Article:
WARNING: This background section is way too much fun. The SoftDes teaching team cannot be held responsible for lost productivity that may result. You might want to grab a comfy chair and a frosty beverage before proceeding.
Evolutionary algorithms use techniques inspired by biological evolution to find approximate solutions to complex optimization problems. In brief, these heuristic algorithms represent potential solutions as individuals within a population. New solutions are generated from the population via mutation and reproduction, and the fittest survive to form the next generation.
Example 1: Evolving biped gaits
Flexible Muscle-Based Locomotion for Bipedal Creatures
The gaits shown in this video were not designed: they were evolved. The researchers provided an environment with constraints (physics) plus a “fitness function” for evaluating individuals (able to walk the farthest without falling), and “natural selection” did the rest without human intervention.
Notice how the same algorithm is able to flexibly adapt to different constraints (walking on uneven terrain or on the moon). It is also fascinating to watch it rediscover many efficient gaits found in nature.
Example 2: Evolving cars
- Go to http://boxcar2d.com.
- Don’t forget to close your browser at some point to eat and sleep.
This physics simulation attempts to evolve cars to successfully negotiate randomly generated terrain. Each car is represented by a simple “genotype” — a vector describing the polygons and wheels that comprise the car’s body. The BoxCar 2D algorithm description has more details about how new cars are generated and selected.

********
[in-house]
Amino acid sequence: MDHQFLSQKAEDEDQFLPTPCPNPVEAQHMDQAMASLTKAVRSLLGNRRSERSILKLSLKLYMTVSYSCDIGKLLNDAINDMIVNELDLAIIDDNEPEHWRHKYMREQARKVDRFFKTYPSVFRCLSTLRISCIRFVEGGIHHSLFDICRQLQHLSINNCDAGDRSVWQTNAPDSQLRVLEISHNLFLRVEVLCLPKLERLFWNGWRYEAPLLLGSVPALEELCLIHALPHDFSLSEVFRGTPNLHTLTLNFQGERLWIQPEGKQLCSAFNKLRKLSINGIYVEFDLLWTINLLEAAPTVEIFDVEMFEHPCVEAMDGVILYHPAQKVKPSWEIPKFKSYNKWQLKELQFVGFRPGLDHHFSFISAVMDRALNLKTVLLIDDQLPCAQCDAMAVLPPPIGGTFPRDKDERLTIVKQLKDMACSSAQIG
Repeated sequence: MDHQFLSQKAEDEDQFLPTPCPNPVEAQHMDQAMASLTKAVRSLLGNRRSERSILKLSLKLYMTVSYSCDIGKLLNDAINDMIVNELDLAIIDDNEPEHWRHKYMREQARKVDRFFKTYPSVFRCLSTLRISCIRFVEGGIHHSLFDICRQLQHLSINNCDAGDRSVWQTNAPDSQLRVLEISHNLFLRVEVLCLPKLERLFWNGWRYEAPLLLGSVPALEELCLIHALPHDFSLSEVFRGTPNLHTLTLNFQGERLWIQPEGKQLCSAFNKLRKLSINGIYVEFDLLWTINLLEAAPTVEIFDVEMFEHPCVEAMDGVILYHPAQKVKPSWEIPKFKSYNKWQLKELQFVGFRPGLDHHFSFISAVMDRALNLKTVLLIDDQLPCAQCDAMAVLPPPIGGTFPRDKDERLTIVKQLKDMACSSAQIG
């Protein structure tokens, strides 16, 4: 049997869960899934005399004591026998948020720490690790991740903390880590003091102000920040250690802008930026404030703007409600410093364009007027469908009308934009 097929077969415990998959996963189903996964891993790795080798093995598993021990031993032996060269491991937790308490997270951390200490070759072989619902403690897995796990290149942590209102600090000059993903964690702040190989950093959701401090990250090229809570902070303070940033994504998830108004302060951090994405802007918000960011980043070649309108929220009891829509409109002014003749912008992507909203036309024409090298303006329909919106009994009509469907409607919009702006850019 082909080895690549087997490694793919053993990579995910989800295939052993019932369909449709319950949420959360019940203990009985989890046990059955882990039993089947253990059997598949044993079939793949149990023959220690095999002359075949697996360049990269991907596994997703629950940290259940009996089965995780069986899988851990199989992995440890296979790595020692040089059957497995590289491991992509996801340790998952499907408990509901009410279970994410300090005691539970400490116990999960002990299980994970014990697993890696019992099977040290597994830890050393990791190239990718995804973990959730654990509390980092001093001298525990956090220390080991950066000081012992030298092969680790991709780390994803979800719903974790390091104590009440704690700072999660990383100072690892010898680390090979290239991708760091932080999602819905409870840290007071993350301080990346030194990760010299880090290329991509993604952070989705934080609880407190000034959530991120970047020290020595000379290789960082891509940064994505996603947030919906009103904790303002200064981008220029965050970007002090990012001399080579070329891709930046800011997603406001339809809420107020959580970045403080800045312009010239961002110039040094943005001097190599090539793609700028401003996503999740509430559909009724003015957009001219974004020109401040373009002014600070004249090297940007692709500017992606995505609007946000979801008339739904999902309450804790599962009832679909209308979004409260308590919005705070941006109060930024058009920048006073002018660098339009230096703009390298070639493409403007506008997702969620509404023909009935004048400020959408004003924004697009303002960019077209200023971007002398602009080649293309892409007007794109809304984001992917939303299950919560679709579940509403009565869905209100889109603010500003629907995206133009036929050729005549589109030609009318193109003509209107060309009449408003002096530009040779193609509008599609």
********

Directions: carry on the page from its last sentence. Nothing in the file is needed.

Example 3: Evolving FPGAs
Read: On the Origin of Circuits (1500 words)
This example brings evolutionary algorithms into the hardware world: a researcher was able to evolve a Field Programmable Gate Array (a type of reprogrammable logic chip) to distinguish between two audio tones. The resulting circuits were radically different from anything a human designer would ever come up with.
You should see
evolve_text.py within the toolbox folder.
$ pip install deap $ pip install numpy
Note: The problem we will tackle in this exercise is simple enough that we could implement it from scratch with no framework, but DEAP is a powerful set of tools that you might find useful in the future.
Let’s talk about all the good things and the bad things that may be
In this toolbox exercise, you will implement a genetic algorithm (GA) to evolve an initial population of random strings into a specified string.
Caveat: Although it’s a good learning exercise, this problem is not a particularly appropriate application for evolutionary algorithms, since the exact solution and the shape of the search space are known in advance. For more, check out “When are Evolutionary Algorithms Useful?” and this list of Applications of Genetic Algorithms.
In general, genetic algorithms follow these basic steps:
- Create an “genotype” encoding of problem solutions
- Generate an initial population of individuals with random genotypes
- Using a problem-specific “fitness function”, select the best individuals from the population and kill off the rest
- Mate the selected individuals to create a new generation of individuals
- Randomly mutate the genotypes of some individuals
- Repeat 3-5 for as many generations as required
Implementing genetic operators
Let’s take a deeper look at each of these steps, and implement each in turn.
First, look through the provided starter code and try to identify the components of the genetic algorithm.
The individuals in our population are represented as
Message objects, each
of which hold a text string.
Design decision: Why is this implemented with a list of characters instead of a string?